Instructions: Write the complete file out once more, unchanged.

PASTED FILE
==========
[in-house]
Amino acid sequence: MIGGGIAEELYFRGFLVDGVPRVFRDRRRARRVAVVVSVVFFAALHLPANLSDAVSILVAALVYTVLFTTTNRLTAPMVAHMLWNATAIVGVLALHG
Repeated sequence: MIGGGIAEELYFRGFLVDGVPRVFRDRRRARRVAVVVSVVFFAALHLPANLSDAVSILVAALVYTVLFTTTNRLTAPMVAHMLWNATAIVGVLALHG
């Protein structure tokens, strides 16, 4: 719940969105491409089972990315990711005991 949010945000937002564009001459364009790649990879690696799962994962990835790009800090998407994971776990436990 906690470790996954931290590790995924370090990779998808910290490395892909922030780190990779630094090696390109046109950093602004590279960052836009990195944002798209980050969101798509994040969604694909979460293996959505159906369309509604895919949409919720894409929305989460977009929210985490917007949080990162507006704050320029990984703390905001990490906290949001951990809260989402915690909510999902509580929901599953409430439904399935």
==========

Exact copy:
[in-house]
Amino acid sequence: MIGGGIAEELYFRGFLVDGVPRVFRDRRRARRVAVVVSVVFFAALHLPANLSDAVSILVAALVYTVLFTTTNRLTAPMVAHMLWNATAIVGVLALHG
Repeated sequence: MIGGGIAEELYFRGFLVDGVPRVFRDRRRARRVAVVVSVVFFAALHLPANLSDAVSILVAALVYTVLFTTTNRLTAPMVAHMLWNATAIVGVLALHG
């Protein structure tokens, strides 16, 4: 719940969105491409089972990315990711005991 949010945000937002564009001459364009790649990879690696799962994962990835790009800090998407994971776990436990 906690470790996954931290590790995924370090990779998808910290490395892909922030780190990779630094090696390109046109950093602004590279960052836009990195944002798209980050969101798509994040969604694909979460293996959505159906369309509604895919949409919720894409929305989460977009929210985490917007949080990162507006704050320029990984703390905001990490906290949001951990809260989402915690909510999902509580929901599953409430439904399935």